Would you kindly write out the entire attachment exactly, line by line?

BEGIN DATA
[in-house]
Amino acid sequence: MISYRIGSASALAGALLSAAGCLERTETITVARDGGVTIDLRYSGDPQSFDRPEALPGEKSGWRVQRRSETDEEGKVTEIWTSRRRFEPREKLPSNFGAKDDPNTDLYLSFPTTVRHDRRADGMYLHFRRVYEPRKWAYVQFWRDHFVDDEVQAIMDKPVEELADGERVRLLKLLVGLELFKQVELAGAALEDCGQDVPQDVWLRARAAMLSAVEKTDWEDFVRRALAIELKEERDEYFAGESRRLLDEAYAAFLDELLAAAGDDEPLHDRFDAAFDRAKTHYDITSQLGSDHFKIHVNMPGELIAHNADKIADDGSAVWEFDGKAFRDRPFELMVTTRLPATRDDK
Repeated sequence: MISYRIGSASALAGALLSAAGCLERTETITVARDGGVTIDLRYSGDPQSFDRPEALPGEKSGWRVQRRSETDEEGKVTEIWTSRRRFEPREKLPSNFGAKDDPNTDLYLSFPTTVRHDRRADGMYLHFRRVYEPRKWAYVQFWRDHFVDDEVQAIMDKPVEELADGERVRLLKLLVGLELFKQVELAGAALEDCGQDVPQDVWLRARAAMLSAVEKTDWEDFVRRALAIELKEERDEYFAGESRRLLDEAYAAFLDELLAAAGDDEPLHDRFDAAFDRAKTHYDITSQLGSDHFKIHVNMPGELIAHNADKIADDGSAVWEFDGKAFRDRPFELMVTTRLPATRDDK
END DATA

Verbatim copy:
[in-house]
Amino acid sequence: MISYRIGSASALAGALLSAAGCLERTETITVARDGGVTIDLRYSGDPQSFDRPEALPGEKSGWRVQRRSETDEEGKVTEIWTSRRRFEPREKLPSNFGAKDDPNTDLYLSFPTTVRHDRRADGMYLHFRRVYEPRKWAYVQFWRDHFVDDEVQAIMDKPVEELADGERVRLLKLLVGLELFKQVELAGAALEDCGQDVPQDVWLRARAAMLSAVEKTDWEDFVRRALAIELKEERDEYFAGESRRLLDEAYAAFLDELLAAAGDDEPLHDRFDAAFDRAKTHYDITSQLGSDHFKIHVNMPGELIAHNADKIADDGSAVWEFDGKAFRDRPFELMVTTRLPATRDDK
Repeated sequence: MISYRIGSASALAGALLSAAGCLERTETITVARDGGVTIDLRYSGDPQSFDRPEALPGEKSGWRVQRRSETDEEGKVTEIWTSRRRFEPREKLPSNFGAKDDPNTDLYLSFPTTVRHDRRADGMYLHFRRVYEPRKWAYVQFWRDHFVDDEVQAIMDKPVEELADGERVRLLKLLVGLELFKQVELAGAALEDCGQDVPQDVWLRARAAMLSAVEKTDWEDFVRRALAIELKEERDEYFAGESRRLLDEAYAAFLDELLAAAGDDEPLHDRFDAAFDRAKTHYDITSQLGSDHFKIHVNMPGELIAHNADKIADDGSAVWEFDGKAFRDRPFELMVTTRLPATRDDK